An E Revolution For The British

Internet mania has finally crossed the Atlantic. With it comes an unprecedented opportunity for Britain to modernize its economy, boost productivity, and revitalize an entrepreneurial spirit that has been largely dormant since the Industrial Revolution. Although the country's nascent Net scene may be two years behind that of the U.S., Britain has a number of inherent advantages compared with the Continent. Powerful capital markets, English language, and a lead in harnessing the Net ranging from digital television to mobile telephony give Britain a fertile environment in which to grow its own New Economy. And while the rest of Europe debates how to regulate and tax electronic commerce, the British government is embracing the Net. Prime Minister Tony Blair and Chancellor of the Exchequer Gordon Brown have pledged to make Britain the "best place in the world" for e-commerce by 2002.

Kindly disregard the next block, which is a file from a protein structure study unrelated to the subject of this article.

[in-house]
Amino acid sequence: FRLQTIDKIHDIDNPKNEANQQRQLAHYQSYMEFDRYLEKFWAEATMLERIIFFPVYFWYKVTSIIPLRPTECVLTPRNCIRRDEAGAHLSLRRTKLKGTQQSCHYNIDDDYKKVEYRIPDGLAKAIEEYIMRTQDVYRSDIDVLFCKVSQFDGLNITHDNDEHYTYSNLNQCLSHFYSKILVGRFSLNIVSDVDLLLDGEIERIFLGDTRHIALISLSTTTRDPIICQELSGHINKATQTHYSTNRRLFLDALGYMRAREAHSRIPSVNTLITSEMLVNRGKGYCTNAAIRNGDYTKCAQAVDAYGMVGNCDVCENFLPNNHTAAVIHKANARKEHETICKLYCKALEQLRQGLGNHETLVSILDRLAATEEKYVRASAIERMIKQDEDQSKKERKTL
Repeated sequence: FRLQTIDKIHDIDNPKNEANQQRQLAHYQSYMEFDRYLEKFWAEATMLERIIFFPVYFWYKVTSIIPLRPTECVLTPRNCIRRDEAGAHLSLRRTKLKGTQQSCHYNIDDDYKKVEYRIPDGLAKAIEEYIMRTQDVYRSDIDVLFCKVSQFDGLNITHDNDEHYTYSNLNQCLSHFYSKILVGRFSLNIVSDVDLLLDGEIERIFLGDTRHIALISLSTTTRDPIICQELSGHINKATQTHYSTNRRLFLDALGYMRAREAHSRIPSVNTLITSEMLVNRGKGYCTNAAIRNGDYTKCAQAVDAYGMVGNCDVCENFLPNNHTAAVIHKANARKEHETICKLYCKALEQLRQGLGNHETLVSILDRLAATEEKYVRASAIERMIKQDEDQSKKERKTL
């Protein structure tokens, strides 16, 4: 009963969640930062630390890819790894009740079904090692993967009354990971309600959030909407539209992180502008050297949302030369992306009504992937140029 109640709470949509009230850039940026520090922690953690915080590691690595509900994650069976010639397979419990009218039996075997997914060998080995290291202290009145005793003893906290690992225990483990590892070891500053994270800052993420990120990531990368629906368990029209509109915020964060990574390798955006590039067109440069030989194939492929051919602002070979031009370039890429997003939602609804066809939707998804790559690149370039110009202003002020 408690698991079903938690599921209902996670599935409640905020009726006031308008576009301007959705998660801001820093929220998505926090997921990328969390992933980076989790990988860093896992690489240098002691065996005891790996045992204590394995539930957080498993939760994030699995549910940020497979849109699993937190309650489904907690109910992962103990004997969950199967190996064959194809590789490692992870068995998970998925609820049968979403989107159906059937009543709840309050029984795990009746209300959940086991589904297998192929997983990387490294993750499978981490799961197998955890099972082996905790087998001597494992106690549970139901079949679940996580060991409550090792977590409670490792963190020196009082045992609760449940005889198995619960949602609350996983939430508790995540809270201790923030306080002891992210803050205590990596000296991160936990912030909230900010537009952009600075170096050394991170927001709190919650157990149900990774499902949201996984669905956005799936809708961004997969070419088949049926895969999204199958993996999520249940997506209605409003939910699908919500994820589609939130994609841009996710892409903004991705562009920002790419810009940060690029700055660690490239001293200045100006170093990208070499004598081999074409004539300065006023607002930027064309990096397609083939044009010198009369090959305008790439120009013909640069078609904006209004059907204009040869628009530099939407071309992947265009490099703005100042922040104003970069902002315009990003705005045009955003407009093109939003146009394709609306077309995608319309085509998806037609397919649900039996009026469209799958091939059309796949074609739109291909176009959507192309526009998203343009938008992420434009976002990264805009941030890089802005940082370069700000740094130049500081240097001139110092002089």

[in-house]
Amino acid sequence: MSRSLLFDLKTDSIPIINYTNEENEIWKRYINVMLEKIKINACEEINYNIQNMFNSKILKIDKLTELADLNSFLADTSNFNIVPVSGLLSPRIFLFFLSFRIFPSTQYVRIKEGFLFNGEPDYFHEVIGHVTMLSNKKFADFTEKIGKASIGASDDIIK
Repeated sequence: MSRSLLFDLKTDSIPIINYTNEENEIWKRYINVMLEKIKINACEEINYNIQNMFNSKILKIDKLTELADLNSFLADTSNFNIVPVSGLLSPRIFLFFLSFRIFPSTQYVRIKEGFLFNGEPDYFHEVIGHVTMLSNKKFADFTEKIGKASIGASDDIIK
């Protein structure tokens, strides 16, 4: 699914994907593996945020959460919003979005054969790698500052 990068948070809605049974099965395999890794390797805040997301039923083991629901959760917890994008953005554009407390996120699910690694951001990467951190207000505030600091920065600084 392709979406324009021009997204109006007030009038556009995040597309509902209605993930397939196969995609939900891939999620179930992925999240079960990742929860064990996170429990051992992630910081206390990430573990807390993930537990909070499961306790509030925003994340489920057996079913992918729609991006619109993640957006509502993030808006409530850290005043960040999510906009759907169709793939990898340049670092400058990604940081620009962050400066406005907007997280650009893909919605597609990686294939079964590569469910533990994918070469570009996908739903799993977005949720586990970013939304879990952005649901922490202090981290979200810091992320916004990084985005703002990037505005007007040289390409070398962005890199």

To get there, Britain needs to move beyond political rhetoric. Cultivating Britain's budding Generation E means creating an environment conducive to risk-taking and entrepreneurship. The government's current proposal to halve the capital gains tax--currently at 40%--to bring it into line with the U.S. is a promising start. But more needs to be done to make it easier to raise capital. Tax-favored equity incentives such as stock options would also go a long way toward keeping the country's top tech talent from heading overseas. Britain has all the ingredients for its own New Economy. It just needs the will.

Before it's here, it's on the Bloomberg Terminal.